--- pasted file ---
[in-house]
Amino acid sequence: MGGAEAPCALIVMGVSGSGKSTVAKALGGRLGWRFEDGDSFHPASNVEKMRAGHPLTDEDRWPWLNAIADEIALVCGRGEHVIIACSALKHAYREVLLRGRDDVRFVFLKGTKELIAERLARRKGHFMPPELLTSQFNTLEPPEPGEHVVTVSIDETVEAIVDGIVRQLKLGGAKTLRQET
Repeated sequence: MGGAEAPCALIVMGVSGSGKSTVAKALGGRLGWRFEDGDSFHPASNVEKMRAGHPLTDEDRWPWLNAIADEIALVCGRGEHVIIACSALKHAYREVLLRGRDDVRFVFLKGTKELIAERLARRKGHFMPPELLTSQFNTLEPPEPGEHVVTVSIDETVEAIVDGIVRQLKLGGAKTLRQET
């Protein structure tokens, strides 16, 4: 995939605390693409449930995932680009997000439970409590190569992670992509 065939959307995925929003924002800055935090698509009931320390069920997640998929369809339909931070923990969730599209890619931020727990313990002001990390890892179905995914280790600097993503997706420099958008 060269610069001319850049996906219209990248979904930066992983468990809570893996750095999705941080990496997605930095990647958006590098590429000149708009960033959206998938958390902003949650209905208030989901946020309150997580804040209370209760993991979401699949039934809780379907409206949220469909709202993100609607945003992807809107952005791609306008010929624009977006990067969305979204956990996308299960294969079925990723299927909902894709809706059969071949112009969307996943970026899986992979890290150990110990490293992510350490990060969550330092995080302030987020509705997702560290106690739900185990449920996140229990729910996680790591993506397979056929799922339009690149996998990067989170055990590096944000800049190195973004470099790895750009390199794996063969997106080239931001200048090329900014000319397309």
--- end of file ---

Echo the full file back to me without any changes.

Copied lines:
[in-house]
Amino acid sequence: MGGAEAPCALIVMGVSGSGKSTVAKALGGRLGWRFEDGDSFHPASNVEKMRAGHPLTDEDRWPWLNAIADEIALVCGRGEHVIIACSALKHAYREVLLRGRDDVRFVFLKGTKELIAERLARRKGHFMPPELLTSQFNTLEPPEPGEHVVTVSIDETVEAIVDGIVRQLKLGGAKTLRQET
Repeated sequence: MGGAEAPCALIVMGVSGSGKSTVAKALGGRLGWRFEDGDSFHPASNVEKMRAGHPLTDEDRWPWLNAIADEIALVCGRGEHVIIACSALKHAYREVLLRGRDDVRFVFLKGTKELIAERLARRKGHFMPPELLTSQFNTLEPPEPGEHVVTVSIDETVEAIVDGIVRQLKLGGAKTLRQET
């Protein structure tokens, strides 16, 4: 995939605390693409449930995932680009997000439970409590190569992670992509 065939959307995925929003924002800055935090698509009931320390069920997640998929369809339909931070923990969730599209890619931020727990313990002001990390890892179905995914280790600097993503997706420099958008 060269610069001319850049996906219209990248979904930066992983468990809570893996750095999705941080990496997605930095990647958006590098590429000149708009960033959206998938958390902003949650209905208030989901946020309150997580804040209370209760993991979401699949039934809780379907409206949220469909709202993100609607945003992807809107952005791609306008010929624009977006990067969305979204956990996308299960294969079925990723299927909902894709809706059969071949112009969307996943970026899986992979890290150990110990490293992510350490990060969550330092995080302030987020509705997702560290106690739900185990449920996140229990729910996680790591993506397979056929799922339009690149996998990067989170055990590096944000800049190195973004470099790895750009390199794996063969997106080239931001200048090329900014000319397309």